WVAU Top Music of 2011: #7

Maxwell Tani, Maeve McDermott

#7 Album: Yuck – Yuck

The main complaint against Yuck, as written by bloggers or lamented by WVAU executive board members (past and present), goes something like this: “I don‰’t know man, if I wanted to listen to music from the nineties, I‰’d listen to (insert Dinosaur Jr., Built to Spill, Yo La Tengo, Pavement, Guided By Voices, Teenaged Fanclub here).‰”

But while its true that Yuck‰’s sound closely resembles that of most of the 90s most formidable indie rock bands, the key to the band‰’s success is how they skillfully appropriate of the best moments of the decade as well as the best elements of the bands listed above, and imbue them with something that some of these bands may not have specialized in or cared about: irresistible pop-melodies. While the album masquerades as a shameless tribute to the greatest apathetic guitar players ever seen by rock n roll, behind “the wall” of fuzzy, distorted power chords is a record filled with genuinely catchy and interesting hooks.

Sure, all ten songs on the album could most likely be directly attributed to different influences and bands that the cast and crew of Clerks probably listened to/discussed regularly on set. Sure, incorporating/ripping off the 90s is trendy. But unlike Wavves‰’s Blink-182 pop-punk fetishism or Widowspeak‰’s Mazzy Star revivalism, Yuck‰’s debut is more than simply an homage to a certain set of sounds. Because once you get beyond arguing over which of the ballads sounds like R.E.M., or which of the up-tempo cuts best channels J. Mascis, you have a record thats hook-laden, melody-filled and succeeds not only because its song-writing style is in fact “trendy,” but because the songs themselves are well-crafted pop masterpieces.

And as a sidenote, any record that allows the phrases “I‰’ve got a choice now, I‰’ve got a voice now,‰” to come off as earnest rather than naive has done its job.

By Maxwell Tani

#7 Song: Girls – “Vomit”

In an album full of masterfully crafted songs, from the surf-rock perfection of opener “Honey Bunny‰” to the heartwrenching organ outro of “Jamie Marie,‰” Girls‰’ stunning Father, Son, Holy Ghost reaches an emotional climax with “Vomit,‰” one of the best tracks of the year and Girls‰’ strongest to date.

Christopher Owens has written a handful of other songs that run past the 6-minute mark, but most of them don‰’t actually feel it ‰ÛÒthe lazily wistful “Summertime‰” and the woeful sing-along at the end of “Hellhole Ratrace‰” meander on until they become almost an afterthought. But Girls‰’ excellent 2010 EP Broken Dreams Club gave us a hint that Owens was capable of more than Album‰’s basic song structures and self-deprecating vocals on “Carolina,‰” a six-and-a-half minute, slow-burning masterpiece that crests from a two-minute meandering guitar line into Owens‰’ pristine vocals. Sonically, “Carolina‰” is the immediate predecessor of “Vomit,‰” and even the narrative picks up where “Carolina‰” left off; Owens‰’ promises to transport his beloved back home have since been forgotten, and in “Vomit‰” we see him wandering the streets in some altered chemical state, chasing something that‰’s long gone.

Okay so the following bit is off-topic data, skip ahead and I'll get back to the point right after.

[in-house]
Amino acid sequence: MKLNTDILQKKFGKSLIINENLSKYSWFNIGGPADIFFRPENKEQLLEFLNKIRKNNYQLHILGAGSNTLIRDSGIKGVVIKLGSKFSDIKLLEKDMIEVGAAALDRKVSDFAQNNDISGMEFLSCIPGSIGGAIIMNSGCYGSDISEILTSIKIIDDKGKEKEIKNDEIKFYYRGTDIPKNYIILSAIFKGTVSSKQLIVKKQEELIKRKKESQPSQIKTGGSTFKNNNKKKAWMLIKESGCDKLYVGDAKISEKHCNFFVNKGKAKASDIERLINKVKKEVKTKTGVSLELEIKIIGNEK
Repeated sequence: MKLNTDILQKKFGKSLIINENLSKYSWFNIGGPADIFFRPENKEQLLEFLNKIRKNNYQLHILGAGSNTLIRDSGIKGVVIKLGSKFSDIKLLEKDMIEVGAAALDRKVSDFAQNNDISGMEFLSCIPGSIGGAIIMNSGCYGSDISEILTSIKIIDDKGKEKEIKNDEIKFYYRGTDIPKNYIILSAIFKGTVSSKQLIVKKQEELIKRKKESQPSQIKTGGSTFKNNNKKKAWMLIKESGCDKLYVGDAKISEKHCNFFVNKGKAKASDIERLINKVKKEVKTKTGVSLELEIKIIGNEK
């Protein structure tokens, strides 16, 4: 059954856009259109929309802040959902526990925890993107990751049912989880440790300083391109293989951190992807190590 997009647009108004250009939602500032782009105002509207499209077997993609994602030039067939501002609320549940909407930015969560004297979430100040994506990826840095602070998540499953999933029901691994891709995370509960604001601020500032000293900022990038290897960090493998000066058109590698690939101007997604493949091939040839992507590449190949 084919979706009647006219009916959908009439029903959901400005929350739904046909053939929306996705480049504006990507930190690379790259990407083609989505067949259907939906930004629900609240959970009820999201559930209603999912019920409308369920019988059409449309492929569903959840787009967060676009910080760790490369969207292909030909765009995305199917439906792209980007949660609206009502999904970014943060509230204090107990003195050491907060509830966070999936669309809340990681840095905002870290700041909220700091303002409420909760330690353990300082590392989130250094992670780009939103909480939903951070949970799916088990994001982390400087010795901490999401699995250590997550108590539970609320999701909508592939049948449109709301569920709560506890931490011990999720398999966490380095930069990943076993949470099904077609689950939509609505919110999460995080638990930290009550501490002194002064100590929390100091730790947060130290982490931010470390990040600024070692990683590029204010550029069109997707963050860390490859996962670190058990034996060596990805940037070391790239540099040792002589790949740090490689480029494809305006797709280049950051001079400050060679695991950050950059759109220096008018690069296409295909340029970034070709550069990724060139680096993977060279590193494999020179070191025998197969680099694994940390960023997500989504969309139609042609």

No matter how many times I‰’ve listened to “Vomit,‰” the song always maintains its element of surprise. I forget how big the song is until the sound crashes down a minute in, or about the snarling guitar solo that bashes you over the head, or about the sublime moment when Owens sings “I need your love‰” and the song‰’s storm finally breaks, as a yearning guitar motif emerges from the reverb and ushers in the year‰’s best use of a gospel choir. The secret weapon in “Vomit‰” is the classic-rock organ, which reaches “Like a Rolling Stone‰Û‰ÛÒ level perfection at the song‰’s climax as it punctuates the gospel choir‰’s swelling vocals and lingers just a little longer at the song‰’s end.

The sophistication and scope of “Vomit‰” is a far cry from Owens‰’ early wails of “I don‰’t wanna cry-y-y-y-y-y-yy the whole night through‰” but Owens is still the same fool chasing his folly, whether he‰’s begging a girl for a dance or chasing her shadow through a city‰’s empty streets. Owens‰’ strength as a musician lies in repurposing, in crafting what‰’s old, familiar, simple and oft-repeated into music that‰’s honest, emotional and wholly his own. And “Vomit‰” is the most stunning chapter in Owens‰’ story we’ve heard yet.

By Maeve McDermott